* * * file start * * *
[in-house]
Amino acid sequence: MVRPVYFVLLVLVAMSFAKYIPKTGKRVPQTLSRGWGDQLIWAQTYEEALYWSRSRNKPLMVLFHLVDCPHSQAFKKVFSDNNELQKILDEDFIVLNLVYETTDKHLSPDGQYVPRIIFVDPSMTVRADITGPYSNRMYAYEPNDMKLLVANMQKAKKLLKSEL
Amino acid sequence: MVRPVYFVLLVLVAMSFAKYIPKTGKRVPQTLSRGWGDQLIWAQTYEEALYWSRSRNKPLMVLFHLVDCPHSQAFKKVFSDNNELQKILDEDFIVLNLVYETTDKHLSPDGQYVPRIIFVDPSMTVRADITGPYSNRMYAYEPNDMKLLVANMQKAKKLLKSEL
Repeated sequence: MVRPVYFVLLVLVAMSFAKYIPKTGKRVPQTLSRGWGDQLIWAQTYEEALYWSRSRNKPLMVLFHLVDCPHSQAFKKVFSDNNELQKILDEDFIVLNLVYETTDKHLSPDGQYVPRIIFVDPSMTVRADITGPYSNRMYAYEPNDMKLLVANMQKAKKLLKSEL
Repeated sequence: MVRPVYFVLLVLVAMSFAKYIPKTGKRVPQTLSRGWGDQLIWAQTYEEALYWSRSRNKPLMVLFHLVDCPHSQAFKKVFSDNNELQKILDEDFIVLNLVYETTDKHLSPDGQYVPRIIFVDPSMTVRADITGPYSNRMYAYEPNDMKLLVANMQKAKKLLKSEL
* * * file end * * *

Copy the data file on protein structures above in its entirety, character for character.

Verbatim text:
[in-house]
Amino acid sequence: MVRPVYFVLLVLVAMSFAKYIPKTGKRVPQTLSRGWGDQLIWAQTYEEALYWSRSRNKPLMVLFHLVDCPHSQAFKKVFSDNNELQKILDEDFIVLNLVYETTDKHLSPDGQYVPRIIFVDPSMTVRADITGPYSNRMYAYEPNDMKLLVANMQKAKKLLKSEL
Amino acid sequence: MVRPVYFVLLVLVAMSFAKYIPKTGKRVPQTLSRGWGDQLIWAQTYEEALYWSRSRNKPLMVLFHLVDCPHSQAFKKVFSDNNELQKILDEDFIVLNLVYETTDKHLSPDGQYVPRIIFVDPSMTVRADITGPYSNRMYAYEPNDMKLLVANMQKAKKLLKSEL
Repeated sequence: MVRPVYFVLLVLVAMSFAKYIPKTGKRVPQTLSRGWGDQLIWAQTYEEALYWSRSRNKPLMVLFHLVDCPHSQAFKKVFSDNNELQKILDEDFIVLNLVYETTDKHLSPDGQYVPRIIFVDPSMTVRADITGPYSNRMYAYEPNDMKLLVANMQKAKKLLKSEL
Repeated sequence: MVRPVYFVLLVLVAMSFAKYIPKTGKRVPQTLSRGWGDQLIWAQTYEEALYWSRSRNKPLMVLFHLVDCPHSQAFKKVFSDNNELQKILDEDFIVLNLVYETTDKHLSPDGQYVPRIIFVDPSMTVRADITGPYSNRMYAYEPNDMKLLVANMQKAKKLLKSEL